One ticket, please.
16:Character you’ve hated most? From what game?
Squall from FFVIII? Oghren from DA:O and Awakenings? Det. Roy Earle, your Vice partner in L.A. Noire? Cole from InFamous? So many…
17:What game do you never tell people you play?
I can’t shut up about the games I play.
18:A game you wish your friends knew about?
The Witcher series. Seriously. Once I got past the learning curve on the combat mechanics and juvenile (but optional) sexcapades in the first game, this is just such a great RPG experience.
19:Which game do you think deserves a revival?
Like, a reboot? Or a remaster? For a franchise reboot, I’d vote for Parasite Eve.
20:What was the first video game you ever played?
On console, I’d have to say Pong, because I’m old. Arcade game, I’d say I remember playing Space Invaders in my pre-teens.
21:How old were you when you first played a video game?
See above – I think I was 8 or 9 when I played my first arcade game. I was maybe 10 or 11 when we got our Atari.
22:If you could immerse yourself in any game for one day, which game would it be? What would you do?
Wow. Like Tron or Wreck-it-Ralph-style? Most video game worlds are so full of things that can eat you or shoot you or things that you have to jump over and climb. I’m really too lazy to ever want to live like that, man. That said, my favorite video game world is the Mass Effect universe. I love Dragon Age’s lore but, yikes, no way would I want to live there. Also, oddly enough, I find playing Fallout: New Vegas so oddly soothing. Sometimes I turn it on just to run around and listen to the radio and watch the wind blow tumble weeds around.
23:Biggest disappointment you’ve had in gaming?
L.A. Noire’s game play is just…heartbreaking.
24:Casual, Hardcore, or in the middle?
Casual, man, but I play games I like over and over again and drain the hell out of every possible thing there is to do in there.
25:Be honest; have you ever used cheats (like ActionReplay or Gameshark)?
I have modded my PC games and tweaked PC gear and crap, but nothing like a straight up God-mode cheat. Dragon Age:Origins modded out on my PC doesn’t even resemble my console game.
26:Handheld or console?
I don’t care for handhelds – although Bravely Default on the 3DS is tempting.
27:Has there ever been a moment that has made you cry?
Yup. Mass Effect 3 has four or so moments when I tear up. Cried when Alistair gave the eulogy for my first Warden in my first Dragon Age playthrough, too.
28:Which character’s clothes do you wish you owned the most?
I want my enchanted Daedric Armor from Skyrim and my Reckoner Knight armor from Mass Effect 3, please. I’d also dress like Dracula in Castlevania if I could get away with it.
29:Which is more important, gameplay or story?
Both are important (see my comments about L.A. Noire) but story is my chief draw. Included in that are character, the world the story is set in, dialogue, and how the quests/tasks are presented and motivated – so writing is my chief draw, I guess you could say. I could overlook the sometimes crappy game play in the first Mass Effect because the story and world were so rich.
30:A game that hasn’t been localized in your country that you think should be localized?
I don’t keep up with those sorts of things.
Has it really been almost 2 1/2 years since I’ve updated this thing? Holy smokes. Well, here’s what you’ve missed: I’ve been watching TV, reading books, seeing movies, and playing video games. So, yeah, same old stuff.
Not sure what I’ll be posting in the future, but just to dip my toe back into these waters, here’s a quiz a found on a couple of different sites (though the one over at Jill Sandwich inspired me to take a crack at it myself).
1: Do you try to stay away from walkthroughs?
I do, unless I’m really stuck. Unfortunately, I’m a pretty shitty gamer, so I get stuck more often than I’d like. I mean, I play most games on Easy or Casual. Normal mode is hardcore enough for me.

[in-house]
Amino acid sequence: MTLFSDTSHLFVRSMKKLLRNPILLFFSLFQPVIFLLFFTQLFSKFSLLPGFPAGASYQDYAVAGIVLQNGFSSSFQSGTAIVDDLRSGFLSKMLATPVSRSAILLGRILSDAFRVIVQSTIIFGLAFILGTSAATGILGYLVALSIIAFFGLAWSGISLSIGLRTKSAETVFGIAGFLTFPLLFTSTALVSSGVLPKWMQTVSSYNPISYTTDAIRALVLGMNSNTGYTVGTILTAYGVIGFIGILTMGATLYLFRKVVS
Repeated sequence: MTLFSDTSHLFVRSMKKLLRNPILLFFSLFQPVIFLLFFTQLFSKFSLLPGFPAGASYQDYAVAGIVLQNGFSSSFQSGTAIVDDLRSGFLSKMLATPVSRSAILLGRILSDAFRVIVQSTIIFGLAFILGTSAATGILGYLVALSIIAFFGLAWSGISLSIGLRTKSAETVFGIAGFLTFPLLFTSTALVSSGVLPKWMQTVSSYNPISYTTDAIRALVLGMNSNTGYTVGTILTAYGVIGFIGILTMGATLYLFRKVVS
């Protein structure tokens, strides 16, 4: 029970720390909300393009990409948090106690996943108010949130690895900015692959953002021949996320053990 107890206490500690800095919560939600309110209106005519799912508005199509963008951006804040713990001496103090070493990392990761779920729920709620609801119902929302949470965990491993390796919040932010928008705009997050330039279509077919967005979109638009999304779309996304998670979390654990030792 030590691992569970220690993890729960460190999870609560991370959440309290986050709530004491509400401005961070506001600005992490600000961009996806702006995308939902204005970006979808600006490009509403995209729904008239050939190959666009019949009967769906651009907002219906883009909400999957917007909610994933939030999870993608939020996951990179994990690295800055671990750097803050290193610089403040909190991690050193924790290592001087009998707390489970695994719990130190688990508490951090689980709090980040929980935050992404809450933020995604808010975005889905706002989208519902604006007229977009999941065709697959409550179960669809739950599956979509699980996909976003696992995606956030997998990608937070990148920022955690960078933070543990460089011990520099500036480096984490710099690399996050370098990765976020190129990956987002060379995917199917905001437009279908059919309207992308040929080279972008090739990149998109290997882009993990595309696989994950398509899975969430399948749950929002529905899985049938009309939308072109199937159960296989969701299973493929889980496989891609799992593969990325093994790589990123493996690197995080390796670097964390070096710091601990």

2:Company you’re always loyal to?
Bioware, baby. Haven’t played a game of theirs that I didn’t at least enjoy if not love – and yes, that includes Star Wars the Old Republic. Bethesda has games I love (Dishonored, Skyrim) and games that bore me to tears (Oblivion), but I’ll check out anything they publish. Lately though, I’d add CD Projekt Red to this list. Loves me some Witcher.
3:Best game you’ve ever played?
I’m assuming Best here means Favorite. For that, I’d have to go with Dragon Age: Origins, although the Mass Effect series is really, really close. The games I’ve had the most fun with recently are Dishonored and the Witcher games.
4:Worst game you’ve ever played?
Oh boy. Um. Maybe DC Universe Online because it so utterly wastes the license? I’ve played about ten different characters, some as far as the 16th level, and it’s so very, very dull. Powers that don’t feel particularly powerful, uninspired quests and painful grinding, and a world that feels far too small. In terms of broken gameplay, L.A. Noire, a game that I actually like despite its refusal to let me so much as go up a ladder without fucking with my patience.
5:A popular series/game you just can’t get into no matter how much you try?
GTA. Confession time: I’m not a fan of sandbox games. I like a compelling narrative and interesting characters (Skyrim and Fallout:New Vegas may be the only exceptions that come to mind of sandboxes that just clicked for me). The misanthropic adventures of GTA’s brand of sleazes and reprobates don’t do much for me. I’ve tried two different GTA titles and, despite my love of the crime genre, they just never grabbed me enough to put more than 20 hrs or so into them.
6:A game that’s changed you the most?
Either Metal Gear Solid or FFVII. They came at the perfect time in my gaming life to really make me fall in love with video games again. These were deep, rich games that felt like they were put together by masters of their crafts. These were first video games that really sold me on the marriage of fun game play and compelling narrative.
7:A game you’ll never forget?
This is a silly question. How about this – most unforgettable gaming moment? This one goes to Anders’ actions in Dragon Age II. Even if I have mellowed on my love for the game in the past couple of years, I still think the story and themes of Dragon Age II are pretty great and that moment was the series’ version of Ozymadeus’ “I did it 35 minutes ago.” from Watchmen.
Running up to that? Just about every major character arc in Mass Effect 3. Words don’t even come into play on how emotional I get playing that game — that first bitter flight from earth with Clint Mansell’s heartbreaking piece playing over the destruction. Mordin’s fate (and his final message to Shepard if you get the Citadel DLC). Solving the Geth/Quarian conflict. My lady Shepard’s final moments with Liara. Watching the earth burn with Anderson while he…sorry, I still get so choked up. People can say what they want about the ending, but they will find no sympathy from me. As far as I’m concerned, Mass Effect 3, in its entirety, is just utterly fantastic.